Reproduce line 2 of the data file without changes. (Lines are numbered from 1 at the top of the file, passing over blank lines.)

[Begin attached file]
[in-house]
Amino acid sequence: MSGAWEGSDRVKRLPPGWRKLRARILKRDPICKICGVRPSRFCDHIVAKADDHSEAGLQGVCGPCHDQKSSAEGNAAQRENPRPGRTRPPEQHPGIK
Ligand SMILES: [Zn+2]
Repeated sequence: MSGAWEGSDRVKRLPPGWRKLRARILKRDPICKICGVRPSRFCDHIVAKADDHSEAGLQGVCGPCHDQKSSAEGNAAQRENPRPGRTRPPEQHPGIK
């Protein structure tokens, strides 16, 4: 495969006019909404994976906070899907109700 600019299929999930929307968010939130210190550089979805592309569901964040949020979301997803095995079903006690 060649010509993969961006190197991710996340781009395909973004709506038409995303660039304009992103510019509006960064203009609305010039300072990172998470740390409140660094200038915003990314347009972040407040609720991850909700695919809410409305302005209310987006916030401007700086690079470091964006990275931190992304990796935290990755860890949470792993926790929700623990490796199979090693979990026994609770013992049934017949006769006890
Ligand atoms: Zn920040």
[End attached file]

Amino acid sequence: MSGAWEGSDRVKRLPPGWRKLRARILKRDPICKICGVRPSRFCDHIVAKADDHSEAGLQGVCGPCHDQKSSAEGNAAQRENPRPGRTRPPEQHPGIK